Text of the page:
BAYOEN, organic transistors for improving health

Research Article published on July 22 2021 , Updated on July 22 2021

The objective of the BAYOEN project is to develop bio-inspired autonomous intelligent sensors capable of determining cardiovascular dysfunctions using particular mathematical models, Bayesian networks. The first part consists of transforming electrocardiogram (ECG) data into random bitstreams. A circuit of organic electrochemical transistors (OECT) then classifies these encoded signals, and will be able to detect different cardiovascular abnormalities. 

Laurie Calvet, a specialist in physics of devices at the Centre for Nanoscience and Nanotechnology (C2N – Univ. Paris Saclay, Univ. De Paris, CNRS) and leader of the BAYOEN project, met Hans Kleemann, a researcher at the Integrated Centre for Applied Physics and Photonic Materials (DC - IAPP) of Dresden University of Technology, in Germany, at an electrochemistry conference in 2019. This was a key meeting that marked the beginning of their joint projects. Since 2015, Laurie Calvet has investigated neuromorphic hardware, neuro-inspired systems that imitate the functionalities or architectures of biological systems for computing and information processing. Hans Kleemann specialises in organic transistors and in particular organic electrochemical transistors (OECT), from which he is developing neural networks for artificial intelligence (AI). “I introduced him to a post-doc in our team to start a project on reservoir computing [a computational concept inspired by the way the brain works to train neural networks for a task]. That's what started a collaboration between our groups,” Laurie Calvet says.


In the beginning was the transistor

A transistor is a semiconductor device with three electrodes, used in most electronic circuits. In field-effect transistors, also known as FETs, the input electrode, called the gate, controls the current or voltage applied to the output electrode, called the drain. In MOSFETs (Metal Oxide Semiconductor Field Effect Transistors), the electric field effect is applied to a metal-oxide-semiconductor structure consisting of the gate electrode, the insulator and the semiconductor layer.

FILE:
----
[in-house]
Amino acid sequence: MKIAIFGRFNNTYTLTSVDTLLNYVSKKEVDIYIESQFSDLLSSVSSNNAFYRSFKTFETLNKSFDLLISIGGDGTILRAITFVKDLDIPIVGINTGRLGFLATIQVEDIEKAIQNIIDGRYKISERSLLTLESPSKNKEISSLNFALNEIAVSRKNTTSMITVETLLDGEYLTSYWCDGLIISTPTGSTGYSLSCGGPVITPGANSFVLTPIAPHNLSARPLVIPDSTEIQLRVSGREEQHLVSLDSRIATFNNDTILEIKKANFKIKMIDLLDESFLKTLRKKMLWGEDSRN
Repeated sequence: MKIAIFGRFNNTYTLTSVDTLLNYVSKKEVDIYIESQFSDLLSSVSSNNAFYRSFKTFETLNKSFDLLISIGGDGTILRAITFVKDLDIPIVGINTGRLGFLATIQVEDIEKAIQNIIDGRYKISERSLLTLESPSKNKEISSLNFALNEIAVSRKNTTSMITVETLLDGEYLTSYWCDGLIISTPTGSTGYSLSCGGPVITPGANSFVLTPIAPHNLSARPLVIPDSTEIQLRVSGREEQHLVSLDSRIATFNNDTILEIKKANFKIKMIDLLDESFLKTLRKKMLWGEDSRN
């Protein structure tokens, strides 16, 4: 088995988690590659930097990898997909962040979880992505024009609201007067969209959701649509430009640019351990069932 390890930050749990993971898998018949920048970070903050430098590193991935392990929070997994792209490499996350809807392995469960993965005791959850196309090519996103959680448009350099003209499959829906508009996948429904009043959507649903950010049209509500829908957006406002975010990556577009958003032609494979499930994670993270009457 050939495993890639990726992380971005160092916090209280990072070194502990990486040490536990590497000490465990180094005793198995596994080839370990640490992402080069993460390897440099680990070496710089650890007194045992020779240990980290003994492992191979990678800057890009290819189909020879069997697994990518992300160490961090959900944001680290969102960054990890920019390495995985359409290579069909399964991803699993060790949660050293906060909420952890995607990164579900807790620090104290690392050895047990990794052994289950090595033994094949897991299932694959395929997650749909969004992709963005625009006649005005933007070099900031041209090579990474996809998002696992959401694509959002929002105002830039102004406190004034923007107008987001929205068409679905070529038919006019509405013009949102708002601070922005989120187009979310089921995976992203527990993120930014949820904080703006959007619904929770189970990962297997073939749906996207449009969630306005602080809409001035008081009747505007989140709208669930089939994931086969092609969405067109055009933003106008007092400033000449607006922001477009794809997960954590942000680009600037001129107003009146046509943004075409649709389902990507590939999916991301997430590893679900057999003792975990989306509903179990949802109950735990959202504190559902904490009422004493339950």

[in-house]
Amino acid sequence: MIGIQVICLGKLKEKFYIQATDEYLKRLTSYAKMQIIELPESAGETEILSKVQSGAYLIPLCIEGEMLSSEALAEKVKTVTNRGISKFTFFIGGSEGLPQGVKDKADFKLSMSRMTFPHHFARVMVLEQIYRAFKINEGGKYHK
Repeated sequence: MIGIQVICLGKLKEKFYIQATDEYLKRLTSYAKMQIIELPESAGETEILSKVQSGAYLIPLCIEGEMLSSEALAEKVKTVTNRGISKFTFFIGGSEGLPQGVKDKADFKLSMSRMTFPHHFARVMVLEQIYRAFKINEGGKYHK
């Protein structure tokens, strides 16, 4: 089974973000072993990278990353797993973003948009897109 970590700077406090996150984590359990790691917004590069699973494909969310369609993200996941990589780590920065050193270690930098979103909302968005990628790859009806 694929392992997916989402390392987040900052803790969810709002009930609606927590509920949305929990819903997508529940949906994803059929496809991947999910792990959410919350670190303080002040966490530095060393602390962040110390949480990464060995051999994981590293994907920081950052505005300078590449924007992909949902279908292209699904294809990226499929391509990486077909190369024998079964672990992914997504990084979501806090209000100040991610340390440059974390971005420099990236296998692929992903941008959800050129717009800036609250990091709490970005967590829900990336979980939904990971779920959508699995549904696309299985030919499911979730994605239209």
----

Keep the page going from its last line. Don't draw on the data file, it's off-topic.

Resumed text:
Cross-section and diagram of an N-channel MOS transistor. Source: Cyril B, CC BY-SA 3.0

MOSFETs are used in many electronic components, typically in the form of CMOS (Complementary Metal Oxide Semiconductor). These circuits consist of a pair of specific MOSFETs, N and P, and calculate logic functions. Research carried out on these circuits enables the development and optimisation of new device concepts for applications in various fields, ranging from telecommunications to medicine.


Circuits able to classify for medical application

When she joined the neuromorphic hardware team at the Institute of Fundamental Electronics (IEF) – which later became C2N – in 2015, Laurie Calvet took part in a European research project on Bayesian inference, BAMBI (Bottom-up Approaches to Machines dedicated to Bayesian Inference). On this project she collaborated with Damien Querlioz from C2N and Jacques Droulez and Pierre Bessière from Université Pierre et Marie Curie, on the design of electronic circuits capable of carrying out Bayesian inference using on stochastic computing paradigm.